Take, for example, Indigo’s latest tactic with small and micro publishers. Over the past year, because of Indigo’s new retail policy, whereby 50% of retail space is now dedicated not to books, but to giftware (over-priced and destined for garage sale giftware), small publishers across the country have had books flying back to them in astonishing numbers. Often these are books Indigo stores have had up to a year. And often those books weren’t marketed particularly well in-store, often relegated to the ‘local author’ section where few customers linger or browse. Couple that fact with the book retailer custom of ordering more books than could possibly sell (by expedient of the fact a publisher can’t deal with Indigo unless you allow returns), and you have a mix that makes a mess of business organization and cash flow.
And because Indigo is now stocking only best-selling and new release books from major houses, or from major distributors adept at bombast, there is little hope of small and micro publishers even having a chance at Indigo’s retail space. Sure, a small press can still look to book signings with the mega-chain. But therein lies yet another caveat, because rest assured the event store will order more books than will possibly sell at the event, all with the view of creating a visually pleasing display, at the publisher’s expense. And so those books will come flying back to the publisher, now within 45 days, according to Indigo’s new rules. That becomes even more difficult for the publisher in light of dwindling interest and attendance at book signings, even for many well-known authors.
There is another more insidious aspect to this entire culture of doing business with Indigo. If a small publisher finds itself in the position of having received hundreds of returns, that can equate to thousands of dollars in credits now owed to the giant, Indigo. And Indigo, in turn, in a thinly veiled attempt to throw up a windfall in cash flow, then expects immediate reimbursement for said returns. Doesn’t matter if those returns were from books originally purchased a year ago.
Should a publisher find itself in this position, suddenly that very tight budget and very tight ship finds itself with a breach in the hull that may be difficult to plug. And that breach becomes even more difficult to plug because Indigo’s response to wanting immediate payment is to suspend the account of any publisher who owes them money.
So, not only does the publisher find themselves in the situation of being a buyer, but also finds they’re unable to bring any new publications to market through Indigo because they can’t get their bibliographic data uploaded to Indigo’s system.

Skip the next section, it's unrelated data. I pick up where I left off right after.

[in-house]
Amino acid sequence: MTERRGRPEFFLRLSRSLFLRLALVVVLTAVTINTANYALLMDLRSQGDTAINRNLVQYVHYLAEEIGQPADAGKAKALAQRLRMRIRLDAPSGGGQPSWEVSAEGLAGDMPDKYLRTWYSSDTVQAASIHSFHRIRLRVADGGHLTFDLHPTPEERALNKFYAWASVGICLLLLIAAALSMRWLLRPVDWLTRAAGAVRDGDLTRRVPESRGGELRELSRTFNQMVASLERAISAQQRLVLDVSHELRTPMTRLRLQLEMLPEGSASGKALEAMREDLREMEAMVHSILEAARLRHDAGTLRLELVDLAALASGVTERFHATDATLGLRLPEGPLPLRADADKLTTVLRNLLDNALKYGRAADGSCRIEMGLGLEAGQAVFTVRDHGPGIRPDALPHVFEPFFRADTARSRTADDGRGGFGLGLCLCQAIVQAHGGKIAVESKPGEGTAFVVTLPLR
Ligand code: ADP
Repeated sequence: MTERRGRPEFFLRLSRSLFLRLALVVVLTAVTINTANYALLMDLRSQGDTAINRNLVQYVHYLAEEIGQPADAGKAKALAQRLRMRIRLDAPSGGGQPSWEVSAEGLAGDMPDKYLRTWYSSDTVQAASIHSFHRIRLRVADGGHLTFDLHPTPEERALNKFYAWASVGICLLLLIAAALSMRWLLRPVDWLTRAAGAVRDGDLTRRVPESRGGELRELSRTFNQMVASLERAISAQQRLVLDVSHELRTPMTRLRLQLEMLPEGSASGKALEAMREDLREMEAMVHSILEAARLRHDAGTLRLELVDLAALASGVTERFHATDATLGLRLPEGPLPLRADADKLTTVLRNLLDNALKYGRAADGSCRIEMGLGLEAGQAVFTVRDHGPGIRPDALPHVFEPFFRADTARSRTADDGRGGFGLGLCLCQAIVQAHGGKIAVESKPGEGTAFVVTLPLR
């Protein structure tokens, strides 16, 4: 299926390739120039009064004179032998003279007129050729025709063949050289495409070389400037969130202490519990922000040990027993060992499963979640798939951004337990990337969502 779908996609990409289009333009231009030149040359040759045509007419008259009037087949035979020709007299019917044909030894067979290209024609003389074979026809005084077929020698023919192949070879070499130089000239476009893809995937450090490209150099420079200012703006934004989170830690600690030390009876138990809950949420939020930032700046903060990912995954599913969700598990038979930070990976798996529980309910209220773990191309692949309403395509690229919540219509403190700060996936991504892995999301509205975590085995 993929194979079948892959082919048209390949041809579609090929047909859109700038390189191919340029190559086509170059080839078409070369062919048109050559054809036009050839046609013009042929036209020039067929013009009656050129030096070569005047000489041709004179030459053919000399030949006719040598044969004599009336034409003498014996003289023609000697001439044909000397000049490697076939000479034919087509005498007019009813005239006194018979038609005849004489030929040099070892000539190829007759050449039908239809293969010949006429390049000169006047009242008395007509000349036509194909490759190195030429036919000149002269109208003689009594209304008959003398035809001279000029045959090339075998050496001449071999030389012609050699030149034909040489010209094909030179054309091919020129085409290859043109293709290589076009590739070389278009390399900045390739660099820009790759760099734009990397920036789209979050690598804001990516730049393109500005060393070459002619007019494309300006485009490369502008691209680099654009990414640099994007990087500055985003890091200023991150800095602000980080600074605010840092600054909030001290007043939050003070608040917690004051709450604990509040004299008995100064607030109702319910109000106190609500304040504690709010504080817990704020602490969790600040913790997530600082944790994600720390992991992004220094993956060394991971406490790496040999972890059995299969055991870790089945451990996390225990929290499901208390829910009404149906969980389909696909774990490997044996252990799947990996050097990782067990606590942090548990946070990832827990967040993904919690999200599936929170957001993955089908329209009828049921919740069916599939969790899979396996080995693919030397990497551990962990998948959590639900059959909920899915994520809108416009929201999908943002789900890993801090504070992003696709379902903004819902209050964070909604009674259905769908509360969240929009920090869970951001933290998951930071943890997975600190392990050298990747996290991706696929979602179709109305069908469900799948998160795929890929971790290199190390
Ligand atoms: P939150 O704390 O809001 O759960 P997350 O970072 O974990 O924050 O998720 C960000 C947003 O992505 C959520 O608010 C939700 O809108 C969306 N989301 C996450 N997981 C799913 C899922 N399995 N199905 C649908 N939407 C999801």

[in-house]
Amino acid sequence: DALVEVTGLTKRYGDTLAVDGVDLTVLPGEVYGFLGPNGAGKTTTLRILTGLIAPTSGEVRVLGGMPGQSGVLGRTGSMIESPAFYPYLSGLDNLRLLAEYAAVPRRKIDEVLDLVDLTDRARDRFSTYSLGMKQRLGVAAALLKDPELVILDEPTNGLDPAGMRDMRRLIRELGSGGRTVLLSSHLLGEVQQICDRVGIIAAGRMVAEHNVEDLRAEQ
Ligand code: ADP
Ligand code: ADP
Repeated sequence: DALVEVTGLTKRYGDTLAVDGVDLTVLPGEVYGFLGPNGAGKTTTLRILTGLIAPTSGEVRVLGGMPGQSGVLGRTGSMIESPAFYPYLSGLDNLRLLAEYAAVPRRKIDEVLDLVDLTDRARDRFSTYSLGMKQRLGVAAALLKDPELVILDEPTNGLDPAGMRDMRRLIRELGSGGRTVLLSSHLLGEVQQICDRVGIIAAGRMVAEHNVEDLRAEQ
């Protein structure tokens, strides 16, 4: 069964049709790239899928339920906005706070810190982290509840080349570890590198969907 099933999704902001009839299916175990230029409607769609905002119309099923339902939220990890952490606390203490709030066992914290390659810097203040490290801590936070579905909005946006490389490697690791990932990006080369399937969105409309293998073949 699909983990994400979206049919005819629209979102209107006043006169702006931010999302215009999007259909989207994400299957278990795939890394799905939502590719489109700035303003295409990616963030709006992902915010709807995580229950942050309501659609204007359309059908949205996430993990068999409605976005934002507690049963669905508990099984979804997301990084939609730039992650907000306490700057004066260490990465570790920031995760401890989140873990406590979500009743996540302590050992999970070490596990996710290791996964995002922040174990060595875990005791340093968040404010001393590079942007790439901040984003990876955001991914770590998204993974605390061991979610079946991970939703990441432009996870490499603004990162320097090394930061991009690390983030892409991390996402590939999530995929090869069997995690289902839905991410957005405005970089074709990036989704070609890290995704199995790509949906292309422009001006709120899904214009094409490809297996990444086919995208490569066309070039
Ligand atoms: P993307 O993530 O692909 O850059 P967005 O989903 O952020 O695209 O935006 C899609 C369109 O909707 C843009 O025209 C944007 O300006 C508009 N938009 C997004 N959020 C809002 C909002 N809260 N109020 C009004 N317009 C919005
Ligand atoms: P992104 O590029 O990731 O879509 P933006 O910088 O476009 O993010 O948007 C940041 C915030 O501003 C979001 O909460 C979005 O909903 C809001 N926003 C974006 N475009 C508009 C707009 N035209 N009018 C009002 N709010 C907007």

It’s sort of like cutting off an arm, and then saying, “Sorry, there’s no recourse to medical attention.”
And because small publishers have very little political or financial power to sway the opinions and actions of giants like Indigo, they’re left no alternative but to submit to standards and corporate decisions of whim.
Chase of this post? Five Rivers has found itself in a jail of monopoly, without a get out free card. Our books had been in scores of Indigo stores across Ontario, and even in Alberta and Nova Scotia. All of the small inventory in each store had has been returned, which taken as a whole has meant hundreds of books.
Any of our new publications as of September 1 will not be listed in Indigo’s online catalogue, and any of our old publications will only be available for order online through Indigo and unavailable for order through Indigo stores. We’re told that as soon as this rather impressive sum is reimbursed to Indigo that our account with Indigo will be reinstated.
In the meantime, of course, should you wish a print copy of any of our publications, you can choose to order directly from Five Rivers, through your local indie bookseller, who can either order directly from Five Rivers or through Coutts Information Services. Or you can choose to go to the other evil giant, Amazon, where our books are most definitely available. If you’re in the US, Amazon, Barnes and Noble and a score of other online chains carry our titles, as is the case in the UK, Australia and New Zealand.
Our digital versions remain available through Kobo, Apple, Kindle, Sony, Nook, Diesel, Books on Board, Smashwords and a plethora of other ebook retailers.
We’re working on clearing this up as quickly as we can. And although this is something quite beyond our control or influence, we apologize for the inconvenience to our fans, readers and authors.